Copper Foam: Indian Researchers Use 3D Printing & UV-Assisted Sintering to Test Copper Foam Properties
In the recently published ‘Effect of unit cell shape and strut size on flexural properties of ordered Copper foam,’ Pulak M. Pandey and Gurminder Singh (Mechanical Engineering Department, Indian Institute of Technology Delhi, New Delhi, India) study the relationship between cells and copper, employing both 3D printing and ultrasonic vibration-assisted pressure-less sintering.
Copper foam—and metal foams overall—are becoming fabrication materials of greater interest to industrial users lately, classified as either open (allowing enormous impact on heat exchanger applications) or closed (porous, and used for impact absorption). Both types of foams show potential in applications like aerospace, auto, heat exchangers, the biomedical field, and more.
Because open-cell foams have a high surface area, they demonstrate superior mechanical properties over closed foam, as well as high thermal features and good electrical conductivity. Historically, however, 3D printing and additive manufacturing processes using metal foam have been challenging, posing fabrication issues like curling, swelling, and more. In using EBM 3D printing, replacing the laser, prints still demonstrated over 12 percent shrinkage. More recently, however, success has been reported in using 3D printing with UV-assisted sintering:
“It was observed that the process was able to fabricate uniform copper metal foams with different unit cell shape having maximum of 8.07 % shrinkage. Metal foam strut size and unit cell shape are the important parameters to acquire better strength with low weight,” stated the researchers.
Some researchers found increased mechanical properties while using open-cell iron foam, and others had success with aluminum, relying on unit cell shape effect. There has been little research performed with uniform copper metal foam, with the exception of some peripheral testing pointing toward potential. For this study, the researchers used copper powder with an average particle size of 8 µm. Two different sample shapes were created: simple cubic (SC) and body-centered cubic (BCC). Three different strut sizes were used in examining the shape of the unit cells.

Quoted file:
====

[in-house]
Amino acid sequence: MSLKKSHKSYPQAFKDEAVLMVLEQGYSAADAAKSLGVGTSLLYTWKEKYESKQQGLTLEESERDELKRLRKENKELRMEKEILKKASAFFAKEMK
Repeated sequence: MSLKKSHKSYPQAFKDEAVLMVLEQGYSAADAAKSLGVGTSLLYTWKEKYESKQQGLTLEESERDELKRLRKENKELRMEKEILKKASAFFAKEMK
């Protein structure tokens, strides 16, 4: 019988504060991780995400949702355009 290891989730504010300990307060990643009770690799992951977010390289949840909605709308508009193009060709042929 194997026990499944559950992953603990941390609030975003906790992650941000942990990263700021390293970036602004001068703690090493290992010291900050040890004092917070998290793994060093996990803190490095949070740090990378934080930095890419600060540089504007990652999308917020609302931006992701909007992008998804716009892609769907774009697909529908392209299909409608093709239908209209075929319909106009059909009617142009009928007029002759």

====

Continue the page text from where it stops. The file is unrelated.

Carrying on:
The researchers used an SLA 3D printer to create samples out of a polymer, with printed parts serving as the pattern for a mold. During testing, the researchers noted isolated micropores, demonstrating good diffusion of the copper particles; however, the foam exhibited brittle behavior, and unit cell shape samples possessed a ‘shorter plateau area’ in comparison to body-centered cubic (BCC) unit cells.
“Rough dimples were observed in SC samples as compared to BCC samples during the necks study after the fracture,” concluded the researchers.
“The thick struts size samples possessed high strength properties for both types of unit cell shapes. The SC unit shape flexural samples showed the high flexural modulus (310-843 MPa) and flexural strength (14-32 MPa) as compared to the BCC samples flexural modulus (230-515 MPa) and flexural strength (8-22 MPa).”
What do you think of this news? Let us know your thoughts! Join the discussion of this and other 3D printing topics at 3DPrintBoard.com.[Source / Images: ‘Effect of unit cell shape and strut size on flexural properties of ordered Copper foam’]
You May Also Like
SME Additive Manufacturing Community Awards at RAPID + TCT 2021
At the recent RAPID + TCT 2021 event, in between interviewing companies, walking the show floor, and watching the keynote presentations, I also had the opportunity to attend the SME...
3D Printing Webinar and Event Roundup: September 26, 2021
We’ve got plenty of in-person and virtual events to tell you about this week, starting with TCT3Sixty and three other shows you can attend with the same pass! We’ve got...
RAPID + TCT 2021 Keynotes: 3D Printing in Aerospace, Medical, & More
At the start of SME’s 30th year of RAPID + TCT, widely known as North America’s largest, most important additive manufacturing event, AM consultant and writer Todd Grimm got things...
INTAMSYS at RAPID + TCT 2021: Intelligent Systems for 3D Printing Functional Materials
Industrial-grade 3D printer manufacturer and AM solutions provider INTAMSYS, founded in 2013, is all about printing high-performance parts out of high-temperature plastics at a more affordable price. As Paul Carlson,...
View our broad assortment of in house and third party products.